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Painting the inside of shed and floor - how?

(10 Posts)
StarlightMcKenzie Sun 05-May-13 20:29:54

Please can you help. I need to presumably clean walls and floor with something and then paint with something.

B&Q guy just looked at me all confused and then started to talk about needing trade cleaner.

Many tia

TheNoodlesIncident Sun 05-May-13 23:30:40

What is it constructed from? My shed is brick walls with cement floor so paint was the obvious solution. I used leftover (interior) emulsion in mine, although I've put a tumble drier in there since, and realise kitchen/bathroom moisture-resistant paint would have been better. (Alternatively, perhaps Weathershield exterior paint would work in a similar fashion.)

If your shed is wood, then Cuprinol?

StarlightMcKenzie Sun 05-May-13 23:37:58

Concrete, breeze blocks on the wall, and concrete on the floor!

I know nothing about paint but will look up those you mention. I guess it's hardly a disaster if I get it wrong. How do I make sure the floor is clean~? I swept and swept the walls and floor today. confused

Thanks very much for your reply.

PigletJohn Mon 06-May-13 02:13:38

Masonry paint is more durable and will stand up to damp. Indoors a cheap own-brand will do. Dilute the first one or two coats to kill the suction.

For a concrete floor International make good floor paints and also doorstep paint which is very durable.

Do the floor last.

StarlightMcKenzie Mon 06-May-13 06:58:05

Thank you. What do I dilute it with?

PigletJohn Mon 06-May-13 09:38:07

It's a water-based paint so you use water. It will probably have the instructions on the tub.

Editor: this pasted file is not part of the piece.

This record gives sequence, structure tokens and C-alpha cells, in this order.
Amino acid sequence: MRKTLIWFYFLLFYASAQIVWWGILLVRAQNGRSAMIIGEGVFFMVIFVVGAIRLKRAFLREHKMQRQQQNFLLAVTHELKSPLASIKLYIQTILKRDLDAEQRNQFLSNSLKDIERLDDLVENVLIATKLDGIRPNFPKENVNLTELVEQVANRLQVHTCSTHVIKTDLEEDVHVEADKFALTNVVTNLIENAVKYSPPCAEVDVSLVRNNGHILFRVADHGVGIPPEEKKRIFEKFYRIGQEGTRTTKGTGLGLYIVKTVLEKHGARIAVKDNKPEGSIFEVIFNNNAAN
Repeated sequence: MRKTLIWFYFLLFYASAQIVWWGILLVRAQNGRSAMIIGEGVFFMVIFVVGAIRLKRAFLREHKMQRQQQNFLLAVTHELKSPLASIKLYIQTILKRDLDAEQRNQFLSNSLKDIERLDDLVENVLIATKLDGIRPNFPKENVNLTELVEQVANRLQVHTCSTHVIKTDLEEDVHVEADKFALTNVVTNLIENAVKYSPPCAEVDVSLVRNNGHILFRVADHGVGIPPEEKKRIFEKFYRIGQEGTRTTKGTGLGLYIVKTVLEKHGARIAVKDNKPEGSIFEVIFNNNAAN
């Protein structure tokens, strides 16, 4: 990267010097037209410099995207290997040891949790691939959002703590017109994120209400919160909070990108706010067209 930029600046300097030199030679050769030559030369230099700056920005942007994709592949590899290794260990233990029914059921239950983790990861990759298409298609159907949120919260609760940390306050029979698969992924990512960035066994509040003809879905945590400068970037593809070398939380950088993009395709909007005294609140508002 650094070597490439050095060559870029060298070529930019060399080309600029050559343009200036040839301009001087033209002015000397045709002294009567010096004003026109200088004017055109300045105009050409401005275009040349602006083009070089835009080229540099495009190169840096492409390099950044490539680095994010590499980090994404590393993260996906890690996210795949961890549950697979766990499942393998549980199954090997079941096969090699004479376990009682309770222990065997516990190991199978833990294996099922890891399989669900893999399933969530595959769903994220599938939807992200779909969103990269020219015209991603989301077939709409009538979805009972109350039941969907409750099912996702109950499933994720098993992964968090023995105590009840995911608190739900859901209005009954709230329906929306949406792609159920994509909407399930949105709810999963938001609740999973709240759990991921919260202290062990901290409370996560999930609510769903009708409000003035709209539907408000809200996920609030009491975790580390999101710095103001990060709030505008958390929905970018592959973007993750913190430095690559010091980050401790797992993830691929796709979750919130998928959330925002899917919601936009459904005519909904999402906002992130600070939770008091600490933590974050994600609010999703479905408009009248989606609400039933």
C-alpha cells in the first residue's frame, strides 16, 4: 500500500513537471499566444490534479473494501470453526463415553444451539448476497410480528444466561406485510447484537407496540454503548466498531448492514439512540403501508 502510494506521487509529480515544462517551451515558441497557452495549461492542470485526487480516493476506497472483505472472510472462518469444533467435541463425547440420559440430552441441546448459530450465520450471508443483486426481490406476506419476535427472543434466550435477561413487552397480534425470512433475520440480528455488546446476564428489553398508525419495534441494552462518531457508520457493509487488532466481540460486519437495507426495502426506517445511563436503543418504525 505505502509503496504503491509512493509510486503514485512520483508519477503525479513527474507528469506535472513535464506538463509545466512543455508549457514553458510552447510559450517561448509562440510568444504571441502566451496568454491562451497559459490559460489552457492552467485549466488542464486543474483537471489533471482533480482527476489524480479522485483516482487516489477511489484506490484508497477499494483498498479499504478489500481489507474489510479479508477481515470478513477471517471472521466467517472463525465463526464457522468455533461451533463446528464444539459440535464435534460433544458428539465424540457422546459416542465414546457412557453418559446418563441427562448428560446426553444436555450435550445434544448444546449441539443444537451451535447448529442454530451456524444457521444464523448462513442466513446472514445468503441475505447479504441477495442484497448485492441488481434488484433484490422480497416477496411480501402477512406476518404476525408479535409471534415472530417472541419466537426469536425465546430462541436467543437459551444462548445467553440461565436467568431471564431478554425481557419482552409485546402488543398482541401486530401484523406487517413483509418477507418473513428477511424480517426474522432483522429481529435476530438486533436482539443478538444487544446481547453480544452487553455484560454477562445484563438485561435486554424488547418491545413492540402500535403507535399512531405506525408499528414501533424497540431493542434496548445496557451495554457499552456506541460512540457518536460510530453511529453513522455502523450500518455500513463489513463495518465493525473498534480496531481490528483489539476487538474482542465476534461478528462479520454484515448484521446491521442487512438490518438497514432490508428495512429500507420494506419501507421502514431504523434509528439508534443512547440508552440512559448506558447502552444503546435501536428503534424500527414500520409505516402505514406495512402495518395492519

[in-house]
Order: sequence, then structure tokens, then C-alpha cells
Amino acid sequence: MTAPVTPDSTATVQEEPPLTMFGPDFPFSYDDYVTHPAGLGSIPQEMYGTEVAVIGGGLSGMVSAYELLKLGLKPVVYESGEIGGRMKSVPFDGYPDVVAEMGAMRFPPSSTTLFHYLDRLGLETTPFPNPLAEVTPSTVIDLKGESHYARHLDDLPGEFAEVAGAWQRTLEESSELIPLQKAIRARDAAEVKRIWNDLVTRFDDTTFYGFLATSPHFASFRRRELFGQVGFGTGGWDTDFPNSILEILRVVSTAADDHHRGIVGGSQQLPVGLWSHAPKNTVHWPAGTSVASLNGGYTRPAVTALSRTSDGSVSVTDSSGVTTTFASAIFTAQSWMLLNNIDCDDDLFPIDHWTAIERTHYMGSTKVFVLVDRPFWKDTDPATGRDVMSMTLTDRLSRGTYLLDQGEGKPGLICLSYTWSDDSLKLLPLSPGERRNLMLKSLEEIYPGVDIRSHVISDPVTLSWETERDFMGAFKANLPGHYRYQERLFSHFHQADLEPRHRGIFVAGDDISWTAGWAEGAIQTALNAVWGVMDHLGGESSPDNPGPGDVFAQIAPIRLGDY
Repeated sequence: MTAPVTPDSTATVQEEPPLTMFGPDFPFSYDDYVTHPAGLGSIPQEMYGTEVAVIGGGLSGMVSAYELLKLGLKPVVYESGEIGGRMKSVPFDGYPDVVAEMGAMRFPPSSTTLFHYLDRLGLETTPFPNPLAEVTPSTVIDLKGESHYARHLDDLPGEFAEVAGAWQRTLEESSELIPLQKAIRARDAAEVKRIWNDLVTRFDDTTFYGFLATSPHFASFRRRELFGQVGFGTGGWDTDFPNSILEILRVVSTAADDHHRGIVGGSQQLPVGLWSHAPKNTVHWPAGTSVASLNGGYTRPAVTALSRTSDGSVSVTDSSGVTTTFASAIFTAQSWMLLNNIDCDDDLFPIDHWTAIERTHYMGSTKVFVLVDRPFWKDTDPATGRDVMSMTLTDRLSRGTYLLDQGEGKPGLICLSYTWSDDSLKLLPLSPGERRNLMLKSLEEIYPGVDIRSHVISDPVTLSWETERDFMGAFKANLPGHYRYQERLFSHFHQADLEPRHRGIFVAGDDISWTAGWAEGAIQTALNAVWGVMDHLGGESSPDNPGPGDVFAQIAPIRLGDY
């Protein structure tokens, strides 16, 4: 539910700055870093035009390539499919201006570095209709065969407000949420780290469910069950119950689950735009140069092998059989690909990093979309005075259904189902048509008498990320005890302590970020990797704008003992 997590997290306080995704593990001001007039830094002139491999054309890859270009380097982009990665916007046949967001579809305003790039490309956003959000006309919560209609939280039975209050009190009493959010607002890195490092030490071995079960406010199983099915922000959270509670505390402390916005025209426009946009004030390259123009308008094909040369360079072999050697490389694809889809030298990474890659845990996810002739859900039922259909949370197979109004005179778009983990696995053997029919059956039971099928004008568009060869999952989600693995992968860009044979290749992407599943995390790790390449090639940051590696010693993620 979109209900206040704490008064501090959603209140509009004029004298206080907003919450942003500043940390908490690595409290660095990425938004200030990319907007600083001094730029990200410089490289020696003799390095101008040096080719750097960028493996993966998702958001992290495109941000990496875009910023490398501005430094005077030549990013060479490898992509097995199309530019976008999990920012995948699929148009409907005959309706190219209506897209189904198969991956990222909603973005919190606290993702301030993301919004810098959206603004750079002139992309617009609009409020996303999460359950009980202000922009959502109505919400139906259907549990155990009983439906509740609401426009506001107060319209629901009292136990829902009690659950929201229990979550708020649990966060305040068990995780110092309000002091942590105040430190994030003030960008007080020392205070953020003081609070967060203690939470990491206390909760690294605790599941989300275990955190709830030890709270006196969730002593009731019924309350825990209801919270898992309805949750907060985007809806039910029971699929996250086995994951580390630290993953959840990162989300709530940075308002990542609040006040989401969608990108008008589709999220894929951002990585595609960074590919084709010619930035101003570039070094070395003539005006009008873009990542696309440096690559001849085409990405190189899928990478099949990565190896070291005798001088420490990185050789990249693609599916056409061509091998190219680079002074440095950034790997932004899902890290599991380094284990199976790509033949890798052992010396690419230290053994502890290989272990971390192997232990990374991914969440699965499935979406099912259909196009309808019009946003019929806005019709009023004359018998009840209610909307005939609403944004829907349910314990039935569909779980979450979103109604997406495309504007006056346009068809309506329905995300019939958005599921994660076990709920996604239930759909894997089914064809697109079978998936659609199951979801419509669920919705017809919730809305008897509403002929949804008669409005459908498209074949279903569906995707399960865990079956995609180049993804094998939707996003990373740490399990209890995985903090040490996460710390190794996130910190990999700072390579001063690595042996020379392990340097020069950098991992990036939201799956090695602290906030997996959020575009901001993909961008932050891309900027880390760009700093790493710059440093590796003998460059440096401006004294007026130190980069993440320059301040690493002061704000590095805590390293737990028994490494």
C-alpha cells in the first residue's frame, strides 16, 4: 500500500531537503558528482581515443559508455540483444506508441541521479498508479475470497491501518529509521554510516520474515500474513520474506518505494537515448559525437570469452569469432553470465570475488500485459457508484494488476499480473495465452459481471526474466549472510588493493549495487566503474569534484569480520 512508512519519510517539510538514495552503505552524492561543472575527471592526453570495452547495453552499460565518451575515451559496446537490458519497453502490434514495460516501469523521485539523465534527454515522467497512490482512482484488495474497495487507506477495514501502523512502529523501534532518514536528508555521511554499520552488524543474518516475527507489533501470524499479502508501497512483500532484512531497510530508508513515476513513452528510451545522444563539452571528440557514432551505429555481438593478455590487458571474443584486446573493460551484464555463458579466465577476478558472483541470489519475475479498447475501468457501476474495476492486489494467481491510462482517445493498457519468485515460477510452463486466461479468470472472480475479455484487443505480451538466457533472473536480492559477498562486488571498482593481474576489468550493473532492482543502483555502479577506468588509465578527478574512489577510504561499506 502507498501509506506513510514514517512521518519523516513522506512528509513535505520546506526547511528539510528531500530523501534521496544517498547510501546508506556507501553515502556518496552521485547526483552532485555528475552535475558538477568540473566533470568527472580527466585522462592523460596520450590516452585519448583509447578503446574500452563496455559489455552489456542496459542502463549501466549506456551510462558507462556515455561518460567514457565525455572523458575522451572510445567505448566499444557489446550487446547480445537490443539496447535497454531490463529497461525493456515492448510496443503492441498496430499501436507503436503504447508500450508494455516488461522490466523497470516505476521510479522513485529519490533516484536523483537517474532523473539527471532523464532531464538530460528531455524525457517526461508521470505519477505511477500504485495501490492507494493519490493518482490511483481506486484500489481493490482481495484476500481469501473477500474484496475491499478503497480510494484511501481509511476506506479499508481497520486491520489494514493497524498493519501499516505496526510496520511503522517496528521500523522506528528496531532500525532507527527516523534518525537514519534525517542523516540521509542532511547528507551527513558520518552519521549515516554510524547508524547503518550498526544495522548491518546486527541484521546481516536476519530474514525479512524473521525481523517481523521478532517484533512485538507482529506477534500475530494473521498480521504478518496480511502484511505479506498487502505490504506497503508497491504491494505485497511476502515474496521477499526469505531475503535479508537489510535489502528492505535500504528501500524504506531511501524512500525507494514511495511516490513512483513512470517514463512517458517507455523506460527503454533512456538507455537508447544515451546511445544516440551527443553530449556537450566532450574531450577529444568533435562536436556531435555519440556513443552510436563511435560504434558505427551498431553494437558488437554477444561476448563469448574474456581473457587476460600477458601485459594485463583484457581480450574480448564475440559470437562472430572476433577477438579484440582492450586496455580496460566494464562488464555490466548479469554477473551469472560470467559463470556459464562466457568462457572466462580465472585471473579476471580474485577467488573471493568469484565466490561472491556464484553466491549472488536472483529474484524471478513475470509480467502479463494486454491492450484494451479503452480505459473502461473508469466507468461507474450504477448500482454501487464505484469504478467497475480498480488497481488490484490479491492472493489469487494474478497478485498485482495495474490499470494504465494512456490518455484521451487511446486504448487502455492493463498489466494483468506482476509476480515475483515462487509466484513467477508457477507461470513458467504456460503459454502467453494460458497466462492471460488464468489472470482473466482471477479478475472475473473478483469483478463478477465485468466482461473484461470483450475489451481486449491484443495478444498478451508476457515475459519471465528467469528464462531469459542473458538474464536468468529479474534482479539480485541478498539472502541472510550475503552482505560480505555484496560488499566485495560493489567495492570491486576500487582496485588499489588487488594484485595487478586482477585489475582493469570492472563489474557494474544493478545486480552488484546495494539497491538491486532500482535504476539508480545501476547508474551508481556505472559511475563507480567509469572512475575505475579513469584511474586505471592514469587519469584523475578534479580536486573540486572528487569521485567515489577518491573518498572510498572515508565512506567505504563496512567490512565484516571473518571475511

This makes the first coat soak in and not go immediately dry.

PigletJohn Mon 06-May-13 18:10:20

I would get 5 litres as 2.5l might not be enough.

paint wilkinsons

wickes

the plastic paint tubs last a long time, clean the edge of the lid and the tub so they reseal tightly, protect from frost, stir very thoroughly.

Potterer Mon 06-May-13 19:46:29

We converted our garage and kept the back section as a store room so some of the walls are breeze block, parts are in brick and the floor is concrete.

I did exactly what PigletJohn said, we used just plain old emulsion, we had bought a vat of the stuff as the garage was plastered out so we needed a "mist" coat. It was just what was on offer at the time so Crown pure white emulsion.

We rollered it on the walls, I believe it was 2 coats. Then we used Leyland Heavy Duty floor paint from Screwfix and I rollered from the far end and backed myself out of the door. Again 2 coats.

I did hoover the walls before painting and the floor, and the floor again after the first coat of floor paint just to keep it as dust free as possible.

PigletJohn Tue 07-May-13 11:33:58

Floor paint is more expensive, and is (usually) thiined with white spirit, not water. Check the tin. Have good ventilation while applying or drying due to the fumes.

Wilkinsons sell the International brand, which is good quality and should last well. It is also sold in the DIY sheds. Light grey or tile red is popular. You have to clean off any grease or oil and let it dry.

To estimate how much you need, measure how much paint you use to paint one wall of your shed. If the floor is about the same size as the wall, you will need a bit more for one coat on the floor (it goes on thicker). You will need at least two coats on the floor.

Your shed will then be much less dusty, and easier to wash down. On rough surfaces like unplastered walls, a large brush will get into the irregularities better than a roller. Do the ceiling too. White emuslion will do here as it will not be subject to wear, but if you bought a big tub of masonry paint for the walls, and have plenty, you can use it up on the ceiling. You will find the shed much brighter and more pleasant.

TheNoodlesIncident Tue 07-May-13 13:34:44

I'll probably do mine again using PigletJohn's excellent advice smile I've got masonry paint to redo the outside and adjoining garden wall, so there should be enough to go over the inside too.

And yy to its being much brighter and pleasant inside, it's a job well worth doing. My garden faces north and it's amazed me how much brighter even the garden is for having rendered and painted the outside of the shed - the light reflects so well back into what was a gloomy space.

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